There will be mistakes. We will make errors and we will mess up in this marriage business. Obstacles and challenges will be part of every romance. The critical issue is how we respond to these inevitable stumbles.
We attended a beautiful wedding recently in country NSW and came away inspired by the depths of faith and authentic love embodied by the bride and groom. The prayers in the wedding liturgy, the speeches and the story of their romance have provided us several ideas for this column which we will unpack over the coming months.
One of the things mentioned was the idea of making altars from their stumble-stones. Making stumble-stone altars… it’s not often that a simple phrase can immediately communicate something profound, but this is surely one of them.
Stumble-stones: not stones that have stumbled, but stones that make us stumble. They come in all shapes and sizes and each represent their own peril to our marriage.
Pebbles, Rocks and Boulders
Some stumble-stones are a regular underfoot – a constant nagging, pebbly character flaw that pushes its way into our relationships without invitation.
It might be a propensity to impatience, laziness, dishonesty, self-pity or any number of minor deficits in our character. Nothing catastrophic, just rough edges on our developing virtue.
Like loose gravel on a footpath, these stumble-pebbles undermine our footing, slowing us down and eroding our ability to love authentically. They seem harmless enough, too small to be a serious threat, until they become the cause of serious discontent in our relationship and upend us.
We are often struck by how trivial some of the complaints seem to be in a troubled marriage: he leaves his clothes on the floor, she doesn’t refill the car, he dominates the remote control, she loses the keys, etc. (or in our case he dominates the remote and loses the keys!)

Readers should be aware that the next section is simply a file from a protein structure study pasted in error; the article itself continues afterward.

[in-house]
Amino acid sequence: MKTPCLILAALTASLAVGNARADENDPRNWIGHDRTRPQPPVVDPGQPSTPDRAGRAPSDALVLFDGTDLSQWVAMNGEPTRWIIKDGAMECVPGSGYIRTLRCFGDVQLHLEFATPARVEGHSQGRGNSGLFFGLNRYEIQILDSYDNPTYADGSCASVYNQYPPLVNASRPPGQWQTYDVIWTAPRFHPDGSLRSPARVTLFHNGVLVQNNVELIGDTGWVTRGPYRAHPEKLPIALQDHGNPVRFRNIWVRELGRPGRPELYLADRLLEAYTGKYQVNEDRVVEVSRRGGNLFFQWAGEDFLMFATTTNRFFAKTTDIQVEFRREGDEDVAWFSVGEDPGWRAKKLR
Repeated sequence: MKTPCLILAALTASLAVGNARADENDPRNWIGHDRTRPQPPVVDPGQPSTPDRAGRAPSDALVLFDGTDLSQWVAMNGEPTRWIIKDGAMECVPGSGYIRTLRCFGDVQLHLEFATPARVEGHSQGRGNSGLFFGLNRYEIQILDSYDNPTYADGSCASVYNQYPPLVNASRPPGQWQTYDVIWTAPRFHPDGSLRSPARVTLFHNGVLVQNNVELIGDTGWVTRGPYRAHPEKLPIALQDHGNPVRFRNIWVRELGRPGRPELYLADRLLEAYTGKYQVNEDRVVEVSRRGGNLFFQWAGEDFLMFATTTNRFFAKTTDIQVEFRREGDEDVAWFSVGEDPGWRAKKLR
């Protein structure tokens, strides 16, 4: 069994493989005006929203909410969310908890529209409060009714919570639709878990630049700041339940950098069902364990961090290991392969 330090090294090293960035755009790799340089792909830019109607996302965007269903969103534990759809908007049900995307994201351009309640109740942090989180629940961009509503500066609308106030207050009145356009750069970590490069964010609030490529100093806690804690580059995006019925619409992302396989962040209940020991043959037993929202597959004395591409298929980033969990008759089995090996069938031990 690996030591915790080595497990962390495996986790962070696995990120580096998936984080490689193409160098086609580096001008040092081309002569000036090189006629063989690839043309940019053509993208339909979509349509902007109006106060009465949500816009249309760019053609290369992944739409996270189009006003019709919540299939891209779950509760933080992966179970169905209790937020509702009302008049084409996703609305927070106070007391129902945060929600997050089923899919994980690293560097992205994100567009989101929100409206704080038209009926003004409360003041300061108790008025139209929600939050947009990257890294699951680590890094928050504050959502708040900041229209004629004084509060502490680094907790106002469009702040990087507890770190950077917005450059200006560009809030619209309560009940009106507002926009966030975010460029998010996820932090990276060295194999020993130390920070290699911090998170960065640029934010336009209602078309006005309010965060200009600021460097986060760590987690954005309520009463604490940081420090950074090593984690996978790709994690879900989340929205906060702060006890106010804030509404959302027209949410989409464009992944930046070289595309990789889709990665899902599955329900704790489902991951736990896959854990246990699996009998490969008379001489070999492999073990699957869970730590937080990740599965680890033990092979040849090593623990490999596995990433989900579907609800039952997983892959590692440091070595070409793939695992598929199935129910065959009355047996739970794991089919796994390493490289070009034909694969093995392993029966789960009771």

None of these alone are sufficient cause for serious upset, but many little pebbles can become quite a load of irritation, each incident adding another pebble to the pile.
A single, minor character flaw for which we fail to apologise or seek to address, can easily become a ‘stumble-rumble’ that steals the joy from our marriage and makes it vulnerable to other, more serious threats.
The bigger threats
Then there are the larger, stumble-rocks that represent major assaults on our marriage. These might be an external event like a job loss, the death of a loved one or a global pandemic. Some are internal, like a health challenge, an infidelity incident or the discovery of a major deception.
Like a trouble-maker throwing rocks at passing cars, these stumble-rocks hurl through our lives at unexpected times and cause havoc.
If our marriage is in reasonable shape, such rocks can pull us closer as we knuckle down together to face the new challenge. For example, we received an email this week from a man whose home and investment property were both at risk of foreclosure due to the pandemic lockdowns. Yet he rejoiced that he and his wife were closer than ever because of this.